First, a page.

MICHAEL: So many uninformed people think they can also be artists when they see abstract works. What's up with that?
DEE: Michael you are so right! Most of us can take a good photo, paint a pretty picture, throw some paint around, write a compelling letter. It's good to have a creative outlet to express ourselves. Some people even have an innate talent and produce interesting work without much effort.
But try writing a great, 500 page novel with fully developed characters, unexpected plot twists, adventure that takes us back in time or deep into the future and has the power to keep people up all night because they are enjoying the story so much. That is not easy!!! Being a great writer takes years and years of reading, writing, study, practice, practice, practice, rejections. But the great writer keeps at it because there is a story burning inside that needs to get out.
Art is the same and I believe abstract art is the most difficult of all forms of painting. Great abstract art may appear to be simple, but it isn't! Behind any great abstract painting is a dedicated abstract thinker. The best way to understand an abstract painting is to follow the work of the artist. Abstract artists are creating new languages and working out visual ideas. These abstract concepts may be about color interaction, they may be mathematical constructions, visual social commentary, it doesn't matter. The challenge is to find your own voice and say what you need to say in a unique compelling manner. A "simple painting" by a great abstract artist represents one chapter of the artist's "Novel.” Artists develop their own languages that emerge from their unique personality. Look on the internet and you will see thousands of abstract images in all forms, colors, sizes, styles and some of the images are quite pleasing. But the test of being an artist is commitment and developing a body of work that follows a theme and tells a story. Picasso compared the development of Cubist art to climbing a mountain. He and Braques freed themselves from single vantage point perspective because they wanted to paint the experience of an object in time. They developed Cubism and this changed the course of art forever.
It has taken me over thirty years, painting regularly, studying the works of other artists, challenging myself, questioning my methods, allowing myself to develop new ideas, failure and success. Being an artist is a life that I choose because I am passionate about creation. Recently a friend of mine grumbled, "I wish I could go to all those fancy openings and parties." I wrote back and said, "You have no idea of what my life is all about. I spend 6-8 hours a day, wrestling with ideas, working alone in a dirty studio on paintings that perhaps no one will ever see. So why do I do it? Well, the truth is I love what I do. Every day is a new adventure and I am never satisfied until things come together the way I intended. So, yes anyone can paint an abstract painting.
MICHAEL: Haha! Well said. Anything that's visually engaging - even "ugly" art - has an inherent glamour for people. Even other people's lives "seem" glamorous. Isn't it really a Catch-22 situation? You don't really want the seams in a finished product to show, but you also don't want people to think that your work or even your life is completely effortless either. Hmm.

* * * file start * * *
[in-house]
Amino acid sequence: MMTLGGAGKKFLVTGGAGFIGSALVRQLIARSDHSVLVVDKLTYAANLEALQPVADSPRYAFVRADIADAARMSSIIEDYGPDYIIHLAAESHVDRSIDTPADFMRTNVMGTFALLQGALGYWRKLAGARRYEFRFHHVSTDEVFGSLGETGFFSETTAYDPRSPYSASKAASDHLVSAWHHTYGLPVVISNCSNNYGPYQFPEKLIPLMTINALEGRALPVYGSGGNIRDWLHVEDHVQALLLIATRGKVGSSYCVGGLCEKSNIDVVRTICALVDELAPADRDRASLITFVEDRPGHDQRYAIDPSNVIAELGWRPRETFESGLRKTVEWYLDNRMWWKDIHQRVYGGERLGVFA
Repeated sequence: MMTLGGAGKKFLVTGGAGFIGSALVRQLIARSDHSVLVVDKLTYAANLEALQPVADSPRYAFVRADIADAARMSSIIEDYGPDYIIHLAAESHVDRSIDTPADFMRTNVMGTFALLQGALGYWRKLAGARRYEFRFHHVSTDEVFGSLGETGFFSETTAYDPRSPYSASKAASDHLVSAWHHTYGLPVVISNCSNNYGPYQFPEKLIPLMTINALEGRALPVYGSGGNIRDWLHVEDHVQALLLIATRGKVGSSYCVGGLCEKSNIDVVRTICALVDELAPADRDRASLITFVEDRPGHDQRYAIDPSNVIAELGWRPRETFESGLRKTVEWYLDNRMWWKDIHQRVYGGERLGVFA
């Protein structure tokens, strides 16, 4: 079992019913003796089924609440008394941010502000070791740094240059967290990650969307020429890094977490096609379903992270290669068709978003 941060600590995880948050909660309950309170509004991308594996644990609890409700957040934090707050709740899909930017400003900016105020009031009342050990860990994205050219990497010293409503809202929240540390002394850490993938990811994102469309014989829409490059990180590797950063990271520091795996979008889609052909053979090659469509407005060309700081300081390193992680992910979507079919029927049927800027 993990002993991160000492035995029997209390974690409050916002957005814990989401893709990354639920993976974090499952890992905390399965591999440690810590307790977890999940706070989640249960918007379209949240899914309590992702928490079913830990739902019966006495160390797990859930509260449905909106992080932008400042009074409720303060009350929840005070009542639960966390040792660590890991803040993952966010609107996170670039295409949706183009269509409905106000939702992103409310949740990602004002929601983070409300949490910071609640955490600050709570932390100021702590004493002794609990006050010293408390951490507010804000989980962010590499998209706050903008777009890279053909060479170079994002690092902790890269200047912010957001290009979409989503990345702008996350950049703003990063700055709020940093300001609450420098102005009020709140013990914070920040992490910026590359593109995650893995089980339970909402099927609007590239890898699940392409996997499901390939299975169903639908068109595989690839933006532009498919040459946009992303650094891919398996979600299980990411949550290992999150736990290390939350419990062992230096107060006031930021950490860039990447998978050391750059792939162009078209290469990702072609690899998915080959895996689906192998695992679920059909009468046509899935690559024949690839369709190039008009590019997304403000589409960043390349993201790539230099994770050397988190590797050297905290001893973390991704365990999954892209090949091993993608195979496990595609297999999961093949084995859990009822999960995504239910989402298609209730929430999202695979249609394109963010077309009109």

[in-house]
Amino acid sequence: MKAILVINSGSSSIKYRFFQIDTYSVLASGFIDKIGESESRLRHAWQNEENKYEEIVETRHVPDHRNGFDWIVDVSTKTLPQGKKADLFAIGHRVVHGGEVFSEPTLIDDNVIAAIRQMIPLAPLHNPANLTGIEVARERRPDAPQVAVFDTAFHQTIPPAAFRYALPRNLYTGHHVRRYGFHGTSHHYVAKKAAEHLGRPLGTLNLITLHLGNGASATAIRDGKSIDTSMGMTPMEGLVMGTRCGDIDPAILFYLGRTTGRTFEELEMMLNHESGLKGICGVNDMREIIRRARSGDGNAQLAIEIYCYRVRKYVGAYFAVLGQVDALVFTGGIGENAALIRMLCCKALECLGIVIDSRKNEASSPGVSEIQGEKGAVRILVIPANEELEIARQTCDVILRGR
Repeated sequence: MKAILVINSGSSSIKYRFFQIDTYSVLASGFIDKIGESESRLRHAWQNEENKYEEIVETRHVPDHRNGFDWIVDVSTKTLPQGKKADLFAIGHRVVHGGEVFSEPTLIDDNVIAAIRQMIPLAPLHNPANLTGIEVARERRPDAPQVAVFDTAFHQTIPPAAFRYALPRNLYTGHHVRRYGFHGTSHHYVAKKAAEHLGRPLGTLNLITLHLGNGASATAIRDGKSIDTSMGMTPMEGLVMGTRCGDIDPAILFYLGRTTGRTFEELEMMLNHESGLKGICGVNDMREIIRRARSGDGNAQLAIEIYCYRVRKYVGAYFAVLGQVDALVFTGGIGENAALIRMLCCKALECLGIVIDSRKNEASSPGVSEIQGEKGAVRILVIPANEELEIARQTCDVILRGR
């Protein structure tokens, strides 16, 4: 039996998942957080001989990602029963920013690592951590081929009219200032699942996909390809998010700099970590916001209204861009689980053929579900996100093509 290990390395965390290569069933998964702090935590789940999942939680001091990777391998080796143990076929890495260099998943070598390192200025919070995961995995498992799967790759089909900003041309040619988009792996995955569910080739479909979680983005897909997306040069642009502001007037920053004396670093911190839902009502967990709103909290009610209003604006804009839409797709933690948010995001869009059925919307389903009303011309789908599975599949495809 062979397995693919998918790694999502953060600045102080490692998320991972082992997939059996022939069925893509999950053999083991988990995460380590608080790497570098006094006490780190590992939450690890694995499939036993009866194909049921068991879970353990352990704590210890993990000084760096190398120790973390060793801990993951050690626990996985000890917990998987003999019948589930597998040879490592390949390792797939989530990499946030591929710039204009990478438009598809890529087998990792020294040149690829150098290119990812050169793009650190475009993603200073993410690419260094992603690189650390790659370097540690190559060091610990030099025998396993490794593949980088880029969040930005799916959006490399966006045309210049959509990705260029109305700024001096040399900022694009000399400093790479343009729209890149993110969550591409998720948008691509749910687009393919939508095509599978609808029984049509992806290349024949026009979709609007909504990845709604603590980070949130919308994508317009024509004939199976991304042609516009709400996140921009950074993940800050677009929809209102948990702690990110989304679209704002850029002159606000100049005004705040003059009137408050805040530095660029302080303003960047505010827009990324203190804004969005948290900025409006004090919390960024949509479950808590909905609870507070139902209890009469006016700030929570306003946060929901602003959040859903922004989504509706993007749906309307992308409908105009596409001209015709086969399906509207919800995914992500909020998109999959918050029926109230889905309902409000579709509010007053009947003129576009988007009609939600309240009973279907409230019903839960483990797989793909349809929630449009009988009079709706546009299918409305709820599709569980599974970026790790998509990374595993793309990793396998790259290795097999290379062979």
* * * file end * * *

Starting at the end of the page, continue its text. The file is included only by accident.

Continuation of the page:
DEE: Like beauty, glamour is in the eyes of the beholder! Glamour is aspirational and often dependent on artifice. You can't worry about what people think. I work hard at being true to myself.
MICHAEL: You've done various series of paintings ... from Genesis to Magic to Conflict to Dot paintings. I can see your evolution within each series, but not between them. Does that mean the shift represents a sharp turn? What happens with you between series?
DEE: After I've worked in a series for a year or two, I start getting new ideas and feel it's time to move on to a new set of parameters and challenges. For example, after working on Magic and completing about ten canvases using the same original drawings of shapes with each canvas, I was feeling too constrained and the little shapes were intensely detailed, so much so that I felt I was working too slowly. I also felt a strong need to "act out." I wanted more gesture in the work. So I moved on to the Conflict Series and I let it rip. I looked to DeKooning for inspiration. I was drawn to his powerful, strong gestural stroke and scrapes.
This series was my most difficult period. I would start with these strong, dark shapes, then jump in as I usually do and fight my way out. It was really stressful. When I entered the studio, I would feel anxious because these canvases had such power and it was difficult to pull them together. After about a year, I thought, “Okay, enough of this I can't do it any more. I want peace!” So I started searching for an idea or a format where I could really be at peace. I began studying contemporary architecture and was excited by the new minimal, all glass structures that are as much about light and open form than anything else. I also read some great books on Cubism. I was never a fan of Cubism probably because they tend to be pretty monochromatic. But I found myself drawn to the ideology. I got it. And I felt very much in sync with the linear compositions which were, for me, a new way of looking at gesture - big shapes, line and geometry. And then I stumbled onto the DOTS. It was like love at first sight. That was the month of my painting each day experiment. The dots had a joyful simplicity and combined with the linear "cubist" geometry, I felt I had finally arrived where I wanted and needed to be.